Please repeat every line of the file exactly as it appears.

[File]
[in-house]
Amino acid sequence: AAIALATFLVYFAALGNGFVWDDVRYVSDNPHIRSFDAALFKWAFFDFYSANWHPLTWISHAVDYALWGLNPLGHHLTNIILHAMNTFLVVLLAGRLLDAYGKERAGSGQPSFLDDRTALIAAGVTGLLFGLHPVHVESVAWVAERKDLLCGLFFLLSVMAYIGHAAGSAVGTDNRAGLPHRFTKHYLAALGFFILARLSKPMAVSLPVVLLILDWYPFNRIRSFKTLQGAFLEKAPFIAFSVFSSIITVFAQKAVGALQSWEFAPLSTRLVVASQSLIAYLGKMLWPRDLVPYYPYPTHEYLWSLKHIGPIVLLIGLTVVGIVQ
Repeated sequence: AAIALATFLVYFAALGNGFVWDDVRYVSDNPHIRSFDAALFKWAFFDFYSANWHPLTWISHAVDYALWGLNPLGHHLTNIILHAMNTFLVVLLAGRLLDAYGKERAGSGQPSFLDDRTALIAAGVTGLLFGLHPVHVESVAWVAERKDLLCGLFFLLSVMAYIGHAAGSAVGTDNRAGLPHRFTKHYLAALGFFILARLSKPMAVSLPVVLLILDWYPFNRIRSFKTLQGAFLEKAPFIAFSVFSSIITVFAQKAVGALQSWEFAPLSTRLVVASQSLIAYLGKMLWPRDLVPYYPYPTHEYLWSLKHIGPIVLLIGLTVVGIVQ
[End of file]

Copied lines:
[in-house]
Amino acid sequence: AAIALATFLVYFAALGNGFVWDDVRYVSDNPHIRSFDAALFKWAFFDFYSANWHPLTWISHAVDYALWGLNPLGHHLTNIILHAMNTFLVVLLAGRLLDAYGKERAGSGQPSFLDDRTALIAAGVTGLLFGLHPVHVESVAWVAERKDLLCGLFFLLSVMAYIGHAAGSAVGTDNRAGLPHRFTKHYLAALGFFILARLSKPMAVSLPVVLLILDWYPFNRIRSFKTLQGAFLEKAPFIAFSVFSSIITVFAQKAVGALQSWEFAPLSTRLVVASQSLIAYLGKMLWPRDLVPYYPYPTHEYLWSLKHIGPIVLLIGLTVVGIVQ
Repeated sequence: AAIALATFLVYFAALGNGFVWDDVRYVSDNPHIRSFDAALFKWAFFDFYSANWHPLTWISHAVDYALWGLNPLGHHLTNIILHAMNTFLVVLLAGRLLDAYGKERAGSGQPSFLDDRTALIAAGVTGLLFGLHPVHVESVAWVAERKDLLCGLFFLLSVMAYIGHAAGSAVGTDNRAGLPHRFTKHYLAALGFFILARLSKPMAVSLPVVLLILDWYPFNRIRSFKTLQGAFLEKAPFIAFSVFSSIITVFAQKAVGALQSWEFAPLSTRLVVASQSLIAYLGKMLWPRDLVPYYPYPTHEYLWSLKHIGPIVLLIGLTVVGIVQ